So, is the «dream» for Syriza over? After the prime minister’s interview on Tuesday, I realized, more clearly than before, that if that is how Syriza will now discuss and practice politics –and I’m not saying that it will necessarily do so– our project, if it is not entirely ended, has developed into a new and dangerous phase.
Tsipras said, as I understood him, that in these difficult circumstances the only choice is for Syriza to become a Centre-Left Party, that is, one without any radical identity. Must it deliver a neoliberal program crueler than even the previous two? Must we, as Tsipras seemed to say, simply resign ourselves to ‘realism’ (in the same way that this realism has been described by the previous governments as well), hoping for something better than the current power balances within the EU? Let me be clear, I don’t think that there is an easy answer to these questions. Reliable alternatives don’t exist yet.
But, in any case, if that is indeed what Syriza is now arguing for, we appear to me to be faced with three choices
Our first choice is to adapt to the new situation; we must accept the painful distance between what we believe and what we do. And perhaps, the only thing to have changed will be our selves.
Our second choice is to remain with the party, though at the margins, perhaps working to maintain its radicalism via connections with social movements; that is, to follow the Anglo-American model of political radicalism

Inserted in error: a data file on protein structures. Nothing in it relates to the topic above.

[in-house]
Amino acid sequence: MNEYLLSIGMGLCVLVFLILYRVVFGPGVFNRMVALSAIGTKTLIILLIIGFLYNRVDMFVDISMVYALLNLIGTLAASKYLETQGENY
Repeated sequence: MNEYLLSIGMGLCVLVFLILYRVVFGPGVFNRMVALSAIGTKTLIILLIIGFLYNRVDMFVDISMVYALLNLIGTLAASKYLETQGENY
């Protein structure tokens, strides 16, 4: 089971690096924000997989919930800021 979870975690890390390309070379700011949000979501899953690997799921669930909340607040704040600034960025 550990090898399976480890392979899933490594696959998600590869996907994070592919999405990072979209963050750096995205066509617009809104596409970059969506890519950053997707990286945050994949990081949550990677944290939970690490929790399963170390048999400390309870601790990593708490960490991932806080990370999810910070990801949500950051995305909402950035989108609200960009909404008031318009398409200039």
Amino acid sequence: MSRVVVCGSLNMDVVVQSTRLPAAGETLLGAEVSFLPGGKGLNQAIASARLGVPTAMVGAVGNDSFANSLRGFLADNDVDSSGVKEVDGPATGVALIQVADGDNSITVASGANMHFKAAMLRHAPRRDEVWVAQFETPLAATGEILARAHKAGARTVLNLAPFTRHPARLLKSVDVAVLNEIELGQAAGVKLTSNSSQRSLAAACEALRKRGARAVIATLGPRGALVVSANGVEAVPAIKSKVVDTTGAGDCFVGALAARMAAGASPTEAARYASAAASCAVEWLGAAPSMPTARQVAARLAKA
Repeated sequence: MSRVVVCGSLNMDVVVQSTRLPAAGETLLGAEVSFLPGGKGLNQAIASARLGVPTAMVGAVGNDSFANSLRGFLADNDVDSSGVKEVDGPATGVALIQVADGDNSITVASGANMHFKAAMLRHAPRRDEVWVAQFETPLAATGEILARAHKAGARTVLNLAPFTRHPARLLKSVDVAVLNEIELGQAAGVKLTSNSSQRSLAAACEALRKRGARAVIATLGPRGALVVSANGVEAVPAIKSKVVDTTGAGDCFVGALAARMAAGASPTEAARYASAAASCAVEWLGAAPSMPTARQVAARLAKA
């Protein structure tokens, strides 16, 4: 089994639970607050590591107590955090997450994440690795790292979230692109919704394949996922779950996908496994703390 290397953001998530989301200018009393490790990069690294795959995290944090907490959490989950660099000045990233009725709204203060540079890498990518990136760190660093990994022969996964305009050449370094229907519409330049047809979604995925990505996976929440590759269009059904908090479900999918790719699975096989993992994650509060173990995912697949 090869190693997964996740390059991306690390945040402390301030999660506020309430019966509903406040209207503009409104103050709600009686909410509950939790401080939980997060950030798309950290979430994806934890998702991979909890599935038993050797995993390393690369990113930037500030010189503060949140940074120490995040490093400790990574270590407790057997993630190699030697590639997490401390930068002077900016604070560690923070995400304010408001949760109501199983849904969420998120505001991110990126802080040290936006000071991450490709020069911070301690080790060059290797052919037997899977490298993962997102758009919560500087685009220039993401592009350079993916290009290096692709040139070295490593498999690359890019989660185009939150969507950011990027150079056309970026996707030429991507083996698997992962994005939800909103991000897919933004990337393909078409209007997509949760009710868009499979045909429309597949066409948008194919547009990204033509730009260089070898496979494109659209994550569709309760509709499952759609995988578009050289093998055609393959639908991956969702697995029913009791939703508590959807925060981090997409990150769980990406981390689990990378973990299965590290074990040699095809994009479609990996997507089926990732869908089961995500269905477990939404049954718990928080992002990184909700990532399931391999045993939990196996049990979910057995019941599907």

Third, we can decide that the dream of the Left Government is over, for now, and so return to being “the opposition”. We will be out of office, though at least we will not suffer that painful distance between belief and deed, between our hopes and our actions.
Each of those three would mark the collapse of a hope-filled, pluralistic, and indeed powerful movement. We must not be forced to choose between them: so, how to go beyond them? Of course, we must do many things (and surely not create new fairytales around a liberating Grexit or new saviors). I will refer now to only one of those things, one that is related both to AnalyzeGreece! and to the subject of the panel. Diasporic networks and international social movements have played an important role at crucial moments during the previous period. A very recent example is the referendum. During the first days after the banks closed, almost no member of the government was advocating a NO vote in public. Much of Greek society seemed, let me be frank, resigned to defeat; certainly, the spirits of Syriza’s base were lower than ever. However, international solidarity lifted our spirits, and indeed came to be crucial in motivating the party’s members and the youth to form what was, of course, a very successful campaign for NO; such a victory, and with almost no central guidance.
For international reasons, we have arrived at a dead-end; surely, the hope that internationalism brings will be vital to our resurgence
Manos Avgeridis is a historian, and member of the editorial board of AnalyzeGreece!
- Translated by: N/A
- The original text was first published on: Written for AnalyzeGreece!